- Analyze the Situation
When a co-worker is making you want to flip out, take a deep breath and try to analyze why that person irritates you so much, There must be something that they are doing that is just getting under your skin. Okay, so we all have a few annoying personality quirks, and you may be over reacting to the ones that your coworker is presenting. Before reacting and making the situation difficult to work with daily, ask yourself if it’s worth the risk of igniting further conflict.
- Assert Yourself
Sometimes, you can address an annoying co-worker’s behavior directly by speaking up at the right moment. This approach is useful for confronting most types of annoying behaviors, such as chatty co-workers. If you’re in this situation, just say, “I’m sorry, but I’ve got to finish something up. Can we talk later?” If the chatterbox persists, be firm. Remind him, “I have to get back to work now.” Keeping yourself in line is one way of keeping those around you in check as well.
- Don’t Overreact
Persistent negative behavior poses stiffer challenges, but you shouldn’t overreact to it. For example, it may feel good to say something about a co-worker who’s slacking off. Still, if the situation doesn’t affect your own productivity, let it go! If the boss is not reacting to the situation at hand, then maybe you should not be that concerned about it either. By complaining and reacting to the situation, you may be continuing to add to the behavior that the coworker is displaying.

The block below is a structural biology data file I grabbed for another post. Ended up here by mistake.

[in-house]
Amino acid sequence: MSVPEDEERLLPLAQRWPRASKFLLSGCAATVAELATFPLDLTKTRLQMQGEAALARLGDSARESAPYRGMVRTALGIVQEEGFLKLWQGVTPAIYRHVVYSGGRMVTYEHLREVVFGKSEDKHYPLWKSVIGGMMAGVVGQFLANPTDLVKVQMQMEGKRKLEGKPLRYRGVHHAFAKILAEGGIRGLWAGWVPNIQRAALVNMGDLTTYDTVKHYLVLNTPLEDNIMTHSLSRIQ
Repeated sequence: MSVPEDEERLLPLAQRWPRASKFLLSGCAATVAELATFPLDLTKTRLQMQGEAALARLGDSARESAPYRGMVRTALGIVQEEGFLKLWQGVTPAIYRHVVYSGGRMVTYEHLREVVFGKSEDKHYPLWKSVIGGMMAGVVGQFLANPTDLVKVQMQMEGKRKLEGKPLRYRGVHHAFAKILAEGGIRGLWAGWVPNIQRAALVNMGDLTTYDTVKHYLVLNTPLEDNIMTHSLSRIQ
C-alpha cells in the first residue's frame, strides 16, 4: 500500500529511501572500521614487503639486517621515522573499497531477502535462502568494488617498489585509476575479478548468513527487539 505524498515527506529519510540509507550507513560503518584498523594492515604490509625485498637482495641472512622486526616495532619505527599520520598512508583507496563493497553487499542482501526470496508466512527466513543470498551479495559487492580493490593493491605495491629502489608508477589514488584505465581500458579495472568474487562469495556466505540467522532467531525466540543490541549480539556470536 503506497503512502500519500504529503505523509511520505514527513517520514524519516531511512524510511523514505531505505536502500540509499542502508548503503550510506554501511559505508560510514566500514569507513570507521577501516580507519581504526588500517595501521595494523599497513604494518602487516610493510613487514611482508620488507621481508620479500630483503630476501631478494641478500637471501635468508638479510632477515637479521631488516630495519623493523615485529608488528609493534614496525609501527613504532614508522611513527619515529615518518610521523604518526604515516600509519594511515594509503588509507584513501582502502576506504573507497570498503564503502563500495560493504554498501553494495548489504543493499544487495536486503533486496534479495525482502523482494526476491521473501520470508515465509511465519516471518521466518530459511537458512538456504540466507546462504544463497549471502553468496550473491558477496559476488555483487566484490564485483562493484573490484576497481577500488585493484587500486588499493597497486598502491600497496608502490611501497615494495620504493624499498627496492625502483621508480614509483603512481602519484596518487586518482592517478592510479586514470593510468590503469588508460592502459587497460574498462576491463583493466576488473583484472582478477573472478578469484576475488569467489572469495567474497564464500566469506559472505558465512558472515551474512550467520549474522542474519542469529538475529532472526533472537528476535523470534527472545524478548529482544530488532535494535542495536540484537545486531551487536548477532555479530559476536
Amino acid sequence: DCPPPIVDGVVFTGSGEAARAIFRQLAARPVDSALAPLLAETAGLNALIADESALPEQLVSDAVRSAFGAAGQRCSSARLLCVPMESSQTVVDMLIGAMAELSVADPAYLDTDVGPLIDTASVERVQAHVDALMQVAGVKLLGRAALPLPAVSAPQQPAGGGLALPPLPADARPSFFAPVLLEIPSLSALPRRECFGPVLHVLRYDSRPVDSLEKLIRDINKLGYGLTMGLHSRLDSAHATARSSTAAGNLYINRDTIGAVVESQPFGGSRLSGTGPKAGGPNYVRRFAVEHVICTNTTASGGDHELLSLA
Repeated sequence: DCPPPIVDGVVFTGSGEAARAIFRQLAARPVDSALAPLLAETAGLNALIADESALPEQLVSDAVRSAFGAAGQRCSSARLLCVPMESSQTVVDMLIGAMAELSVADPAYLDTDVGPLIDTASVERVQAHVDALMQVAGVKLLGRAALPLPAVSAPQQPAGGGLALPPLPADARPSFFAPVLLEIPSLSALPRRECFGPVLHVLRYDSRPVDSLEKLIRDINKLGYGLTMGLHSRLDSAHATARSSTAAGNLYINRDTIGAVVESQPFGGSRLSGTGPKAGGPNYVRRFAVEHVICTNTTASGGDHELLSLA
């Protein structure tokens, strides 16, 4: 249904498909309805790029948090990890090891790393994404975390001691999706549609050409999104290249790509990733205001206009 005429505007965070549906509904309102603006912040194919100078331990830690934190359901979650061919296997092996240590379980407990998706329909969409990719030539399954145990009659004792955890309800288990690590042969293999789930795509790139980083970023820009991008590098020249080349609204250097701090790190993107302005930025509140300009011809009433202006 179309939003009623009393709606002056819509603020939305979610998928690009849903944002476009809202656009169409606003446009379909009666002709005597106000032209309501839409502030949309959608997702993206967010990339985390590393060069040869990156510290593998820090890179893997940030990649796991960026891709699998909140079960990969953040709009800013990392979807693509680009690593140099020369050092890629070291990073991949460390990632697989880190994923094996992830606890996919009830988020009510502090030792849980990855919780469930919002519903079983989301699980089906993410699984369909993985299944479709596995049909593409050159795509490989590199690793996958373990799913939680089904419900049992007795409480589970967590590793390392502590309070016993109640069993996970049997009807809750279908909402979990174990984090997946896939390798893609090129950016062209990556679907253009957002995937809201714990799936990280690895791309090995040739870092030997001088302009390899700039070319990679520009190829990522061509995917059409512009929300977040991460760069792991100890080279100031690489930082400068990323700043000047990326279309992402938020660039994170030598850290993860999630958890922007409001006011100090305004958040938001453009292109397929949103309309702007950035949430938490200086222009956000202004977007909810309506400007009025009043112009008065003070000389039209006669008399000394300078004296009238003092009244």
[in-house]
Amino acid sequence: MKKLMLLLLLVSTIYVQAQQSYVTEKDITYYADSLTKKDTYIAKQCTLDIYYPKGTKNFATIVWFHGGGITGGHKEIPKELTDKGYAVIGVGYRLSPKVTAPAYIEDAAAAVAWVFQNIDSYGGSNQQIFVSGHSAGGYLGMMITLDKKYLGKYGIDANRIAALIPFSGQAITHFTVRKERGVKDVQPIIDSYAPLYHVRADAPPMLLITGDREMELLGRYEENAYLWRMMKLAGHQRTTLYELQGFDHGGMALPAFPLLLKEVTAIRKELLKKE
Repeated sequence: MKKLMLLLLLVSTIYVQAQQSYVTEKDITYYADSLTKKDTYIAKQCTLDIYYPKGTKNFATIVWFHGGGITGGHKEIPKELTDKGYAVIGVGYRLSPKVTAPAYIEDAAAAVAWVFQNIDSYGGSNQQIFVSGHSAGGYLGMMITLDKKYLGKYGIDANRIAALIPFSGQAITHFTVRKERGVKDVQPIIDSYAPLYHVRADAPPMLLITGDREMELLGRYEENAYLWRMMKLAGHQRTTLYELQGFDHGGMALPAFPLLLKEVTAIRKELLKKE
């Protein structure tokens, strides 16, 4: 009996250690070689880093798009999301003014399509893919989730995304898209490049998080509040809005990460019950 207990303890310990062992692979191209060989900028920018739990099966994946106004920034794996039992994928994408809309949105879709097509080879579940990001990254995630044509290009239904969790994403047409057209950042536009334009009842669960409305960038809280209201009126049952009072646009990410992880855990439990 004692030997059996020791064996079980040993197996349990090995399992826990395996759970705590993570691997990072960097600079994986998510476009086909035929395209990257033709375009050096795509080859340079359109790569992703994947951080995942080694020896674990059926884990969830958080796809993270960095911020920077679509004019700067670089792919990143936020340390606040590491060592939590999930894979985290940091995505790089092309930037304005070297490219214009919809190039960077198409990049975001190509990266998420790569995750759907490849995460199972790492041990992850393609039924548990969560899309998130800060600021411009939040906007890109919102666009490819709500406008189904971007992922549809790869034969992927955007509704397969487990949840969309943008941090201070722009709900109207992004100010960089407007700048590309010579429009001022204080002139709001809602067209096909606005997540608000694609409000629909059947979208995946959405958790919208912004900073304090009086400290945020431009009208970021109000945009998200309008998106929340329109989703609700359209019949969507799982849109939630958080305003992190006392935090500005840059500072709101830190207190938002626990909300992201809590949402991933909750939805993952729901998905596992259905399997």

- Focus on Behavior, Not Blame
It helps to focus on changing behavior, rather than assigning blame. When conflict arises, find a quiet area to discuss the issue with the other person. Summarize what’s happened, and stress your wish to work well with her. Then ask, “What can I do to help us get along better?” By showing a willingness to listen, you’re less likely to evoke a defensive reaction from her, allowing you to move toward finding some areas of common ground.
- Separate Yourself
At times, you’ll reach a point where the situation becomes unbearable, no matter how hard you attempt to ignore the bane of your existence. If your boss won’t address the problem, a physical separation from the irritating colleague is the only viable option. Try taking different lunch breaks, for example, or see if it’s possible to switch office locations. The less time that you spend with this person, the less aggravated you’re likely to feel.